LONDON (Reuters) - The head of Airbus (AIR.PA) warned the British government on Friday that in a worst-case scenario Brexit could result in production at its factories stopping and aircraft being grounded.
Companies have become increasingly vocal about the risks of Brexit, hoping to have an impact on the outcome of crunch talks between British Prime Minister Theresa May and her senior ministers on Friday.
For companies, the biggest worry is that Britain leaves the bloc without a deal, a so-called “hard” Brexit.
“The certification for thousands of parts that are today part of the supply chain, part of our aircraft, would fall apart, and that could be a very troubling situation for us and could eventually lead to a standstill of production,” Airbus Chief Executive Tom Enders said, contemplating the worst-case scenario.
For Airbus, which makes the wings for all its passenger jets in Britain, that worst-case scenario would occur if Britain is no longer part of the EU aviation safety certification agency, EASA, which gives planes and parts approvals so that they can fly.
Guillaume Faury, boss of Airbus’s planemaking unit, said planes could also be grounded.
“In case there is no agreement, we will not be allowed to install parts and make them fly on airplanes so there will be aircraft grounded,” he said at Airbus’s annual media briefing in London.
PM May hopes to settle differences in her fractious cabinet about Brexit at the meeting at her country residence Chequers, enabling her to unblock stalled talks with the European Union.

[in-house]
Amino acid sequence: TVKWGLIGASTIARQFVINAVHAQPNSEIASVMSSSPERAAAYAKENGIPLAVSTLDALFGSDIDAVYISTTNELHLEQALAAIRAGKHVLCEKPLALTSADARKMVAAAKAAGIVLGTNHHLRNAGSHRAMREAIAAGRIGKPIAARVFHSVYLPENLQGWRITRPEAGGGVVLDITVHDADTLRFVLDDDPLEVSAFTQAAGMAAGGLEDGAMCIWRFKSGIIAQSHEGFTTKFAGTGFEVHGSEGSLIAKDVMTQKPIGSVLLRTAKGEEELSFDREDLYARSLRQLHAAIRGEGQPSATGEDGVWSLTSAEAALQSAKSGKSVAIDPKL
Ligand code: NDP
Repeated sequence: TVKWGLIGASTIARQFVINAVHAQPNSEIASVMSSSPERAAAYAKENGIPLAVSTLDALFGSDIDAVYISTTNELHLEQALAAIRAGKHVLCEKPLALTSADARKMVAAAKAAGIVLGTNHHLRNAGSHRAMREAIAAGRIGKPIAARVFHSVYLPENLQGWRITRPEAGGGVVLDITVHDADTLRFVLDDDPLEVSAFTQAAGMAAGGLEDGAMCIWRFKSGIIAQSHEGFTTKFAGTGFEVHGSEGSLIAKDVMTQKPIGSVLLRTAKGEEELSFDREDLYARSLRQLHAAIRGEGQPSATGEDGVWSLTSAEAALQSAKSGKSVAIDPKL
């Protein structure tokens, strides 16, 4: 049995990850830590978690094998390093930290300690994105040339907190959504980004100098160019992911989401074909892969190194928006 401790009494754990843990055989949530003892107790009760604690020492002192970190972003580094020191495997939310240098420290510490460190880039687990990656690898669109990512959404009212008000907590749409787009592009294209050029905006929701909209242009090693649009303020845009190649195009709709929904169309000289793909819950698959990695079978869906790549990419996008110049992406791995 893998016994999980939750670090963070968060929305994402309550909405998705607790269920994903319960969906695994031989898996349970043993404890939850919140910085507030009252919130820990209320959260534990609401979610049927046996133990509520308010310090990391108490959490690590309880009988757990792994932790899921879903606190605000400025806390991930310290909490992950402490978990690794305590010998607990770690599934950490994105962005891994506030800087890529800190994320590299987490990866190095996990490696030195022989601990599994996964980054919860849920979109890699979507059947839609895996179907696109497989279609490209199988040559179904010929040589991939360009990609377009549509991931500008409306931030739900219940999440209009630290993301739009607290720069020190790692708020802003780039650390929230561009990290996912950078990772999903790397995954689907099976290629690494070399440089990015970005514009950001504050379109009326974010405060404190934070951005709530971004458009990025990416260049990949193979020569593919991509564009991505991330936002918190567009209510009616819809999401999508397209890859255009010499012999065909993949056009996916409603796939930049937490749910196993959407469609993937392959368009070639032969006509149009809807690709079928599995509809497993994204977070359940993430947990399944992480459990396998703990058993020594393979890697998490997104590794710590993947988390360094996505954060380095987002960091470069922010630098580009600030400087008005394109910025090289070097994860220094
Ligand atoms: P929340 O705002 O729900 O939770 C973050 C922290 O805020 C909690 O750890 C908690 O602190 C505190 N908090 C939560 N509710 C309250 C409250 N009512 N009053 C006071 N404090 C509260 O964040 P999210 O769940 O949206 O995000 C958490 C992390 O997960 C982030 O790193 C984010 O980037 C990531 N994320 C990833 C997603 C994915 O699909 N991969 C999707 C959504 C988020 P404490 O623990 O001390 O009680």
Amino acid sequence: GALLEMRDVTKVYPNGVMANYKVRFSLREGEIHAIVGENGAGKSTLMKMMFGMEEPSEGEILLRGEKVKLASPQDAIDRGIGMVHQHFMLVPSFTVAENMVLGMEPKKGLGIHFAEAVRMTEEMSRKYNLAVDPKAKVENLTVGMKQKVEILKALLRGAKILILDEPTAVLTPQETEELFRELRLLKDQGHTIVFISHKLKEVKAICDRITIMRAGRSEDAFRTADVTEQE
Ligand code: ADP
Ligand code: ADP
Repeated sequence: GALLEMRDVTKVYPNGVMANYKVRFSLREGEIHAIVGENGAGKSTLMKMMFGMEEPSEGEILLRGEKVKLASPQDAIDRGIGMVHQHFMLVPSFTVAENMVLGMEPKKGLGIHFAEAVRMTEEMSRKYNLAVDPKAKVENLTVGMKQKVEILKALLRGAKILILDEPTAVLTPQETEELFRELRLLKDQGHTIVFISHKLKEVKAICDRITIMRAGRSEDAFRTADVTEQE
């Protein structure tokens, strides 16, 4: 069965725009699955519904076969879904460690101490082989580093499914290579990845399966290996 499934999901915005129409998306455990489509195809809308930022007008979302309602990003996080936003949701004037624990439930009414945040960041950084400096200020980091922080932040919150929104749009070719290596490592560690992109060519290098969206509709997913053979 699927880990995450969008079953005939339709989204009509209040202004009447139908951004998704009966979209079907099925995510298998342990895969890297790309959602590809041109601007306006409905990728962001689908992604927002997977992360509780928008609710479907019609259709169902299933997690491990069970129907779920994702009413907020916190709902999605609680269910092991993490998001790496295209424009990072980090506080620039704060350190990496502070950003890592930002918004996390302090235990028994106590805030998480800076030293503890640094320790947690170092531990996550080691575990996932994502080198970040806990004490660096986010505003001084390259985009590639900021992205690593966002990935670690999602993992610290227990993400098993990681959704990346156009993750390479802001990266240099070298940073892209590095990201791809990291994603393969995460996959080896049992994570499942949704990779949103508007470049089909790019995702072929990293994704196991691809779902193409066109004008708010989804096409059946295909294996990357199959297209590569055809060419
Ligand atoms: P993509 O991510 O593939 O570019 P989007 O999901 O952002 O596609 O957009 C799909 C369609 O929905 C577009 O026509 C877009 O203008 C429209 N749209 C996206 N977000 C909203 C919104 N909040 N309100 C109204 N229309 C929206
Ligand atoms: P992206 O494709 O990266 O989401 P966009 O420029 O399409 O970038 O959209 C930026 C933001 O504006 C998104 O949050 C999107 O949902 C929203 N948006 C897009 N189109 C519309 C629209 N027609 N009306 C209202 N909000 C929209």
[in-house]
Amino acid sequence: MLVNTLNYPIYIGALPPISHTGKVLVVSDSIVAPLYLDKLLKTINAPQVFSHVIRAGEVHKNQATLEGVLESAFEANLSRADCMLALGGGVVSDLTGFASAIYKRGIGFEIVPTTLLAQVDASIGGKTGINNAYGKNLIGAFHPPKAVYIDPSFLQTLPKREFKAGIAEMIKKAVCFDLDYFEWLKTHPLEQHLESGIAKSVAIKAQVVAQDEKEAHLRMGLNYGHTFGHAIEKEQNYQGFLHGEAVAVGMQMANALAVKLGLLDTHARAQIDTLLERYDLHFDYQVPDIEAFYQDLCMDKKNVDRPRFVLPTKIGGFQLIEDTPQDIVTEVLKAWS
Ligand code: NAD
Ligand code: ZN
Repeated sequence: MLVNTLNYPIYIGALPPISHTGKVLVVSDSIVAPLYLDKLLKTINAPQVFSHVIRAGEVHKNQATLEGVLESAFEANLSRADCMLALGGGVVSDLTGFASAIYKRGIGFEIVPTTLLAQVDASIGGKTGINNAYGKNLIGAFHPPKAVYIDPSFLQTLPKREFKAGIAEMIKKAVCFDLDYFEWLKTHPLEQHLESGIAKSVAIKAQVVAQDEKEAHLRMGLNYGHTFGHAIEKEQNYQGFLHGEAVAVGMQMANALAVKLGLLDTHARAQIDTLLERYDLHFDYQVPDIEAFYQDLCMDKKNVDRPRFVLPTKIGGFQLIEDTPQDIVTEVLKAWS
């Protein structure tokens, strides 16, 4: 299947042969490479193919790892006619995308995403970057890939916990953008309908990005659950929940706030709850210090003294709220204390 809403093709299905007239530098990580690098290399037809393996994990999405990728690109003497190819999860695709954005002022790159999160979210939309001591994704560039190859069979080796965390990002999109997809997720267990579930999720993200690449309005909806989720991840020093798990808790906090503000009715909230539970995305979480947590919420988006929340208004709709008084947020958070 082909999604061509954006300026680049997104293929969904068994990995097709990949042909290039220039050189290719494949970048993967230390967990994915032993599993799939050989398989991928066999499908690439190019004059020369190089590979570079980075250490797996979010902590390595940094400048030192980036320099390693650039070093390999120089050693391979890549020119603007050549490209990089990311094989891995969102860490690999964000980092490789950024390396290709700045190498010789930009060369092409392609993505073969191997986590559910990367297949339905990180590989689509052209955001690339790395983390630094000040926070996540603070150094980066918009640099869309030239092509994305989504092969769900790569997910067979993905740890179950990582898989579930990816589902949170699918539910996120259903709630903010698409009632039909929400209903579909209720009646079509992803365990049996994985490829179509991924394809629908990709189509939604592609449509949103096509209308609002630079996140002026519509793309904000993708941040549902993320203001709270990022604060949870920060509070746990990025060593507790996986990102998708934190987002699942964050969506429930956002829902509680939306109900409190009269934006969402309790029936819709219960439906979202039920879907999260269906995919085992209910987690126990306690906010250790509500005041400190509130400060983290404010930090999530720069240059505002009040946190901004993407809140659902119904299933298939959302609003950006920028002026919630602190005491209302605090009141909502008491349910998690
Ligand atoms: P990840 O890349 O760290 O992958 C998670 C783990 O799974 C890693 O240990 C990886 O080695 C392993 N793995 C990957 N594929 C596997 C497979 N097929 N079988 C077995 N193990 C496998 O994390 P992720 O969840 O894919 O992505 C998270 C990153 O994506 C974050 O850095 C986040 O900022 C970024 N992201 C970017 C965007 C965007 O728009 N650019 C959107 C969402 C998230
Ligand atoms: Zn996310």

Those talks follow a step-up in warnings from various companies in recent weeks.
Airbus last month issued its strongest warning yet over Brexit, saying that withdrawal without a deal would force it to reconsider its long-term position and put thousands of British jobs at risk.
Britain’s biggest carmaker Jaguar Land Rover joined in on Wednesday, saying that a chaotic Brexit would cost it 1.2 billion pounds ($1.59 billion) a year, curtailing operations in the United Kingdom. The retail industry said a “no deal” might see “food rotting at ports”.
Enders did not seem hopeful that the British government will make progress, saying earlier that it has “no clue or at least (no) consensus on how to execute Brexit without severe harm”.
He defended Airbus’s decision to issue the warnings.
“We will, of course, speak up. We do this because this is what we owe our shareholders,” German-born Enders said.
Asked to provide examples of the steps being taken to soften the impact of Brexit, Airbus’s Faury said the company was looking at installing a three-month buffer of parts in some factories.
But in order to reach this level in the nine months remaining before Britain leaves the European Union, suppliers would have to abruptly raise production by one third - whereas most of suppliers were already at full capacity, he said.
Airbus is building warehouses to store the extra parts, an industry source added.
Reporting by Tim Hepher, additional reporting by Victoria Bryan, writing by Sarah Young; Editing by Keith Weir and Louise Heavens